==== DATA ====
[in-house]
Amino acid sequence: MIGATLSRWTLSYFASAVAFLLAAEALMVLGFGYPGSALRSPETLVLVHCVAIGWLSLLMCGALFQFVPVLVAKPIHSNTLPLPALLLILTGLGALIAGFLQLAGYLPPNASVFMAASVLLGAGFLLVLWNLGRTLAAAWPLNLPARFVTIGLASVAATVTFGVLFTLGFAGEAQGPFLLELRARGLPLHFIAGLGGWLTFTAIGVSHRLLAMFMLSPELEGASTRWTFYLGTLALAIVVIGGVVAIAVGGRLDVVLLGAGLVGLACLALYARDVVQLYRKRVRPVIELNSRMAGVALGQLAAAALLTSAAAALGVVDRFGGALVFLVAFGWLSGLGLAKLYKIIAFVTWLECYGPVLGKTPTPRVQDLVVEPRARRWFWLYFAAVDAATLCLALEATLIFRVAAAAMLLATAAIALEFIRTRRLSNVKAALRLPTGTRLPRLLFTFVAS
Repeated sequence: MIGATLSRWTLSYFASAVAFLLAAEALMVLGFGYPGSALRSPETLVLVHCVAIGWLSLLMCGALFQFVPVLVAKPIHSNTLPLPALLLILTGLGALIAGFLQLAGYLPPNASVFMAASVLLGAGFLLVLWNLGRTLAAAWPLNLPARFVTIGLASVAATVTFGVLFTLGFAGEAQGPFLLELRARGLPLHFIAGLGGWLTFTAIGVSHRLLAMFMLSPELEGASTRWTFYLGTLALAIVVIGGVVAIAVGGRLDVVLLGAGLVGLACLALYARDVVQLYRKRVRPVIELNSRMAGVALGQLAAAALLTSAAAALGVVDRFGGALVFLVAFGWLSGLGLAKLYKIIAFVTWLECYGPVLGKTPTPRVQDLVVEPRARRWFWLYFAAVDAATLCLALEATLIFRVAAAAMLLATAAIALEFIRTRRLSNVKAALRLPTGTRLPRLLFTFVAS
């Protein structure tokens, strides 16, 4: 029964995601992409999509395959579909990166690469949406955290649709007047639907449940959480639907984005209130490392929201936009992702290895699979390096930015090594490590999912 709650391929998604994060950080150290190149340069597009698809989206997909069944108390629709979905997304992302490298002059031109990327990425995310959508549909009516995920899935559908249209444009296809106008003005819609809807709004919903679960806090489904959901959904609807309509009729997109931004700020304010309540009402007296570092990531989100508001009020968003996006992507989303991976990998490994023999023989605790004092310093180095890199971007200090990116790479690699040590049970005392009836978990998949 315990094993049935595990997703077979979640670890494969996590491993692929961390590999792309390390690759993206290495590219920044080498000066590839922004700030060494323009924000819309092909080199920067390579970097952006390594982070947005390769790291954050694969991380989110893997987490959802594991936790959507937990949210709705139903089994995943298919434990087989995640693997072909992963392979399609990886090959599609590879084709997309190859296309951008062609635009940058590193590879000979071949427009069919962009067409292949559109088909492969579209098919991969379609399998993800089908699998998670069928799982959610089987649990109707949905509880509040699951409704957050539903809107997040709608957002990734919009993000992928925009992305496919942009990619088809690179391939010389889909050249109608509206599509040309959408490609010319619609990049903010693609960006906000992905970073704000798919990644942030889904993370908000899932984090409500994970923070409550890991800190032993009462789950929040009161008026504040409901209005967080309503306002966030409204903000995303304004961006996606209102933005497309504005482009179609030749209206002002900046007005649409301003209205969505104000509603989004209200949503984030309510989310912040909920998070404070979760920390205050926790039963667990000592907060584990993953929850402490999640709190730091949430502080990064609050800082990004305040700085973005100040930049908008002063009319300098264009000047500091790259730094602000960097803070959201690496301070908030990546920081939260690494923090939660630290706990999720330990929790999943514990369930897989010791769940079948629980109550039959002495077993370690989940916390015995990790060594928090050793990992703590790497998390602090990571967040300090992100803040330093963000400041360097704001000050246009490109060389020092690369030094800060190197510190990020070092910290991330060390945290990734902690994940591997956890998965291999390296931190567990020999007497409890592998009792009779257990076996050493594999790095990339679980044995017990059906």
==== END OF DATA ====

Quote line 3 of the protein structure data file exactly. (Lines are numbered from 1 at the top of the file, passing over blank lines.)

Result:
Repeated sequence: MIGATLSRWTLSYFASAVAFLLAAEALMVLGFGYPGSALRSPETLVLVHCVAIGWLSLLMCGALFQFVPVLVAKPIHSNTLPLPALLLILTGLGALIAGFLQLAGYLPPNASVFMAASVLLGAGFLLVLWNLGRTLAAAWPLNLPARFVTIGLASVAATVTFGVLFTLGFAGEAQGPFLLELRARGLPLHFIAGLGGWLTFTAIGVSHRLLAMFMLSPELEGASTRWTFYLGTLALAIVVIGGVVAIAVGGRLDVVLLGAGLVGLACLALYARDVVQLYRKRVRPVIELNSRMAGVALGQLAAAALLTSAAAALGVVDRFGGALVFLVAFGWLSGLGLAKLYKIIAFVTWLECYGPVLGKTPTPRVQDLVVEPRARRWFWLYFAAVDAATLCLALEATLIFRVAAAAMLLATAAIALEFIRTRRLSNVKAALRLPTGTRLPRLLFTFVAS